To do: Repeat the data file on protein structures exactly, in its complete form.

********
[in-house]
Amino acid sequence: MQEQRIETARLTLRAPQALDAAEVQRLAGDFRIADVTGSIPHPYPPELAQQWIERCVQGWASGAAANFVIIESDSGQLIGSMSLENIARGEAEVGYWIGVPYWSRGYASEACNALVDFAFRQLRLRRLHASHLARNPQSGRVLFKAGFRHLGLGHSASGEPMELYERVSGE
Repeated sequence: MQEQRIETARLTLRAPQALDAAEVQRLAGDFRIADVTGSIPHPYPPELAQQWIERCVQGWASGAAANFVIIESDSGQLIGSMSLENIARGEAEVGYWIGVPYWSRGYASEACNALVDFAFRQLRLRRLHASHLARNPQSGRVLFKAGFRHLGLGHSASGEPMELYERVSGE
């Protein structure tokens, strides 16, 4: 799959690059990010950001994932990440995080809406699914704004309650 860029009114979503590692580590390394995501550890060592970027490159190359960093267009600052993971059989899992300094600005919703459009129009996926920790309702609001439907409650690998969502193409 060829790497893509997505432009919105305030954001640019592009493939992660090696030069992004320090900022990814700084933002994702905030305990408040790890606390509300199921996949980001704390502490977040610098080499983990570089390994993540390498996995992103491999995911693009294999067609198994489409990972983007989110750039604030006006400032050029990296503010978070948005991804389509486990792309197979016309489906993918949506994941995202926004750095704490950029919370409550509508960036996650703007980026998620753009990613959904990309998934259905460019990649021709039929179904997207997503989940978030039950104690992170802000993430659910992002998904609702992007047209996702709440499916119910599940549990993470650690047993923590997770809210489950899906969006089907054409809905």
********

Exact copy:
[in-house]
Amino acid sequence: MQEQRIETARLTLRAPQALDAAEVQRLAGDFRIADVTGSIPHPYPPELAQQWIERCVQGWASGAAANFVIIESDSGQLIGSMSLENIARGEAEVGYWIGVPYWSRGYASEACNALVDFAFRQLRLRRLHASHLARNPQSGRVLFKAGFRHLGLGHSASGEPMELYERVSGE
Repeated sequence: MQEQRIETARLTLRAPQALDAAEVQRLAGDFRIADVTGSIPHPYPPELAQQWIERCVQGWASGAAANFVIIESDSGQLIGSMSLENIARGEAEVGYWIGVPYWSRGYASEACNALVDFAFRQLRLRRLHASHLARNPQSGRVLFKAGFRHLGLGHSASGEPMELYERVSGE
């Protein structure tokens, strides 16, 4: 799959690059990010950001994932990440995080809406699914704004309650 860029009114979503590692580590390394995501550890060592970027490159190359960093267009600052993971059989899992300094600005919703459009129009996926920790309702609001439907409650690998969502193409 060829790497893509997505432009919105305030954001640019592009493939992660090696030069992004320090900022990814700084933002994702905030305990408040790890606390509300199921996949980001704390502490977040610098080499983990570089390994993540390498996995992103491999995911693009294999067609198994489409990972983007989110750039604030006006400032050029990296503010978070948005991804389509486990792309197979016309489906993918949506994941995202926004750095704490950029919370409550509508960036996650703007980026998620753009990613959904990309998934259905460019990649021709039929179904997207997503989940978030039950104690992170802000993430659910992002998904609702992007047209996702709440499916119910599940549990993470650690047993923590997770809210489950899906969006089907054409809905």